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Opening Arguments

Party time

A public intoxication charge was dropped against Indianapolis Colts reserve defensive lineman John Gill though he was obviously seriously drunk when he was picked up:

Gill was found passed out in a ditch in the 3600 block of Lafayette Road at about 4 a.m. Sunday, according to a police report. An officer had been sent to check on a man said to be on the ground in front of a car. Gill reportedly had trouble standing, smelled of alcohol and spoke with a slur, the report said.

There was no explanation for why the charges were dropped, so I checked through a number of stories to see I could at least find some expression of outrage over special treatment for a football player. I finally found this:

Indianapolis police typically allow people who are arrested for public intoxication to sleep it off and leave jail without charges.

Remind me to go to Indy if I feel like getting drunk and raising hell in public -- i don't believe that's the practice here. I presume the police would levy charges if the public intoxication escalated into property damage or a major disturbance of the peace. That's fine -- "a no harm, no foul" policy can be defended, especially if police resources are strained by major crimes (as they certainly are in Indianapolis). But a selective enfforcement policy almost invites abuse.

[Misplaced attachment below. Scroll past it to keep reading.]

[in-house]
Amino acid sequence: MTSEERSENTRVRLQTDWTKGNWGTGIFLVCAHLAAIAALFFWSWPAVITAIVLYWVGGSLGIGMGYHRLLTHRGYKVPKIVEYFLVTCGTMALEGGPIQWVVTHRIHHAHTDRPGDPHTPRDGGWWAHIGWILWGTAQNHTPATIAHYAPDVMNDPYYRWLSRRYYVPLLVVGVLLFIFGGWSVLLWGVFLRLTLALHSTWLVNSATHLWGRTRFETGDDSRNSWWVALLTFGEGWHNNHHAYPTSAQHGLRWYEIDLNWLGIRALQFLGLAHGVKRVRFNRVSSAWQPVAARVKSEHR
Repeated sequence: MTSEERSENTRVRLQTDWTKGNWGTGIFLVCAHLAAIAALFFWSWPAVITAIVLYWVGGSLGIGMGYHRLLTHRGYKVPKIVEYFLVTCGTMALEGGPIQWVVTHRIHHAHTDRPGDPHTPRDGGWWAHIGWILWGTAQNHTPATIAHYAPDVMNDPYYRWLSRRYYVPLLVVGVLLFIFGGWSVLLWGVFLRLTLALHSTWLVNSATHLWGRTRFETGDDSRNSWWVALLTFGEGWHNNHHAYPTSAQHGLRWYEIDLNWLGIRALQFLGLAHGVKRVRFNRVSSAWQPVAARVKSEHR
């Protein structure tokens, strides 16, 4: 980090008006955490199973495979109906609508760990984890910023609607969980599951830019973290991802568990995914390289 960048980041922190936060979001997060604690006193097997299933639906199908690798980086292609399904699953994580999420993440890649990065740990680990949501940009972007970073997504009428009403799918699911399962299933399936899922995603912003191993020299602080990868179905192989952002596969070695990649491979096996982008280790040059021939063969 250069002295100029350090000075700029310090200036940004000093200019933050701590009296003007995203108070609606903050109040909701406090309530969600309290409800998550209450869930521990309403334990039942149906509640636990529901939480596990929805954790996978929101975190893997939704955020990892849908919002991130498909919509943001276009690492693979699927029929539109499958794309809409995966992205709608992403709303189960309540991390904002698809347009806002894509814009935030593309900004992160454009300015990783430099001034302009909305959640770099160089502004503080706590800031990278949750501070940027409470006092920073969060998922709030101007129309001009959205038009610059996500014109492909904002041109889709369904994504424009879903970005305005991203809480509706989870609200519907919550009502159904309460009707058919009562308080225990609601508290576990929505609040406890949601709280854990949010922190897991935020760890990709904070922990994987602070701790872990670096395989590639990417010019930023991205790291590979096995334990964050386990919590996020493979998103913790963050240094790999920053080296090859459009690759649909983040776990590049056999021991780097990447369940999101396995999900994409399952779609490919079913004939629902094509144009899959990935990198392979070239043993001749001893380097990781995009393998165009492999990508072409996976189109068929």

Mon, 08/09/2010 - 7:43pm

I think we both would agree that's it silly to prosecute someone for simple public intox, but the Colts have a reputation for not tolerating this sort of thing. It will be interesting to see what happens in the preseason starting next week. I'm guessing this guy gets cut.
And by the way, as generally liberal as I am, I'd cut him. I think one of the strengths of the Colts is their no-nonsense attitude.